Time running out for local road network
Potholes: 2017 could be potential ‘tipping point year’ warn councils in England and Wales
THE Local Government Association (LGA), which represents more than 370 councils in England and Wales, says the overall repair figure for potholes has been steadily growing. According to statistics from the Asphalt Industry Alliance’s annual ALARM survey, the total has risen from £9.8 billion in 2012 to £11.8 billion last year.
At this current rate, the repair figure is projected to rise to £14 billion by around 2019 – more than three times councils’ entire annual revenue spending on highways and transport (£4.4 billion), covering issues such as highways maintenance and the concessionary fares scheme for buses.
Meanwhile, the pothole repair time has surged from an estimated 10.9 years in 2006 to 14 years in 2016. Councils fix almost 2 million potholes a year – an average of 12,000 potholes for each local authority. Yet the average English authority currently faces a £69 million estimated one-time cost to bring its roads up to a reasonable condition.
To reverse this trend, the LGA is calling for the Government to inject a further £1 billion a year into roads maintenance. This, it says, could be achieved by investing just 2p per litre of existing fuel duty, though the Association stressed this should not be paid for by increasing fuel duty rates.
Previous LGA polling shows that 83% of the population would support a small amount of the existing billions paid to the Treasury each year in fuel duty being reinvested to help councils bring local roads up to scratch.
This would help tackle the damage done to these roads by recent harsh winters and decades of underfunding by successive governments, which has seen the national backlog of road repairs spiral.
The LGA points out that over the remaining years of the decade the Government will invest more than £1.1 million per mile in maintaining national roads – which make up just 3% of all roads. It says this level of investment contrasts starkly with the £27,000 per mile investment in maintaining local roads, which are controlled by councils and make up 97% of England’s road network.
This gulf in funding puts the country’s businesses at a competitive disadvantage and provides poor value for money, argues the LGA. It says virtually every ‘national’ journey starts and ends locally, which means the road network is not working for people in their corner of the country.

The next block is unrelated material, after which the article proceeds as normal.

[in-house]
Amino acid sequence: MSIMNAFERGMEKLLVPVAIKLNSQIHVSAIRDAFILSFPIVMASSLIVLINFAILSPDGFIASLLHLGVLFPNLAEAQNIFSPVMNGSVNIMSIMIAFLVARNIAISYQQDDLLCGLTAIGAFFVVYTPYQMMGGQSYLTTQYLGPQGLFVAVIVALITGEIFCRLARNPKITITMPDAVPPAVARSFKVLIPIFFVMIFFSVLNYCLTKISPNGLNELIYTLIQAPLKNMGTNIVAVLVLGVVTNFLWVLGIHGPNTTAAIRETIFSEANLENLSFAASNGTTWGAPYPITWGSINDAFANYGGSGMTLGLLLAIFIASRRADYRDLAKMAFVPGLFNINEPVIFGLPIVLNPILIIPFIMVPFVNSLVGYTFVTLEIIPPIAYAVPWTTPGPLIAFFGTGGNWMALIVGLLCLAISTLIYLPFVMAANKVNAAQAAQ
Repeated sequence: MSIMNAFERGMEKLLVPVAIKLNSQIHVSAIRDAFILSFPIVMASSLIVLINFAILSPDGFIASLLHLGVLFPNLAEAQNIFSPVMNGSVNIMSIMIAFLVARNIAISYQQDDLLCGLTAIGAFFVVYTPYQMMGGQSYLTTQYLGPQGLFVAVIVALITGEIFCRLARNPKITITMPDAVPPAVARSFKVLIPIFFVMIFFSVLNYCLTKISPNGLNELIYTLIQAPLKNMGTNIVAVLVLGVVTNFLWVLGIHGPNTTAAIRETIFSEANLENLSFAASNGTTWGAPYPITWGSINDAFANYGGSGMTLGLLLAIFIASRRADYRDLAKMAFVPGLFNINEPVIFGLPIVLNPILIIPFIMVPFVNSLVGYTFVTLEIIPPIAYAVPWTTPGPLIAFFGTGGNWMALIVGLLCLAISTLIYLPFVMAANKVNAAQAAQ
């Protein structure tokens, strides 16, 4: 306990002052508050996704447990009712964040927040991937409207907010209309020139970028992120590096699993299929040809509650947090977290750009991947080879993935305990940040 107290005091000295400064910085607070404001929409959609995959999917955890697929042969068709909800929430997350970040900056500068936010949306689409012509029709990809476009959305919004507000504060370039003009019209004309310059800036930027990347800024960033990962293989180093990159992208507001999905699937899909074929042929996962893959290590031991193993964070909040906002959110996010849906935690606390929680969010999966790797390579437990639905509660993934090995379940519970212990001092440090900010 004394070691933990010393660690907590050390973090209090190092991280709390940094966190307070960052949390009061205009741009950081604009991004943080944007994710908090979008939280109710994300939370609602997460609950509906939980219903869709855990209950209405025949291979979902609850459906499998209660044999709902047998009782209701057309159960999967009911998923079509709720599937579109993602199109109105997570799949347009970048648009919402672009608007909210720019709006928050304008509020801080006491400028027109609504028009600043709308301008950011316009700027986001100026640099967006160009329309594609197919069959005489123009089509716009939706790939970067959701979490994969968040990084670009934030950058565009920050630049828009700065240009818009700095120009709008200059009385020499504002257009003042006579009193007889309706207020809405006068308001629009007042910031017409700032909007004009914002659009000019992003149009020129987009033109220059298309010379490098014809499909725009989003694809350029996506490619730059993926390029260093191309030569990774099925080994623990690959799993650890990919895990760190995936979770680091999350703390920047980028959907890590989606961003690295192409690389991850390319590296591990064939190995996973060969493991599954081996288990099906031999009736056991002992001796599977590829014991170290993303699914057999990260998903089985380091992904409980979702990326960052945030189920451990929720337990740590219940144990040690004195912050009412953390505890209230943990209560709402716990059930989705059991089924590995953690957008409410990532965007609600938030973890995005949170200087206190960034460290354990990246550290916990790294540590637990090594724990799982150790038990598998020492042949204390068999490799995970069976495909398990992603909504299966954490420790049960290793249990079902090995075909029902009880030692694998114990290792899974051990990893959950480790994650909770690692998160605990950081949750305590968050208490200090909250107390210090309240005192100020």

Councillor Martin Tett, transport spokesman for the LGA, said: ‘2017 could be a tipping point year regarding potholes, and councils who have experienced significant budget reductions now face the looming prospect of a bill of £14 billion to bring the nation’s roads up to scratch.
‘It is wrong and unfair that the Government allocates almost 40 times more to maintaining national roads, which it controls, compared with local roads, which are overseen by councils. It is paramount this funding discrepancy is swiftly plugged.’
Mr Tett continued: ‘It is becoming increasingly urgent to address the roads crisis we face as a nation. Councils fixed a pothole every 15 seconds again last year despite significant budget reductions leaving them with less to spend on repairing our crumbling roads.
‘Local authorities are proving remarkably efficient in how they use this diminishing funding pot but they remain trapped in a frustrating cycle that will only ever leave them able to patch up our deteriorating roads.
‘Councils share the frustration of motorists having to pay to drive on roads that are often inadequate. Our polling has shown that 83% of the population would support a small amount of the existing billions they pay the Treasury each year in fuel duty being reinvested to help councils bring our roads up to scratch.’
He added: ‘Our roads crisis is only going to get worse unless we address it as a national priority. The Government’s own traffic projections predict a potential increase in local traffic of up to 55% by 2040. Councils desperately need long-term and consistent funding to invest in the resurfacing projects that our road network desperately needs over the next decade.
‘Motorists pay billions to the Treasury each year in fuel duty when they fill up their car at the pumps only to then have to drive on roads that are decaying after decades of underfunding. They deserve roads fit for the 21st century,’ said Mr Tett.
Commenting on the LGA’s statement, Alan Mackenzie, chairman of the Asphalt Industry Alliance (AIA), said: ‘Prolonged under-investment, coupled with wetter winters, increased traffic and an ageing network, means that the resilience of our local roads is at a low point. Clearing the maintenance backlog is impossible without a significant increase in funding.
‘The fact remains that our local road network receives only a fraction of the funding allocated to the Strategic Road Network (SRN) and this disparity needs to be tackled proactively if further decline is to be prevented.
‘Reallocating a few pence from existing fuel duty might prove an equitable way of turning the tide, as could previous calls for Vehicle Excise Duty to be redirected to local roads from 2021. Either way, the LGA is right that time is running out and that local roads maintenance should now be a national priority.’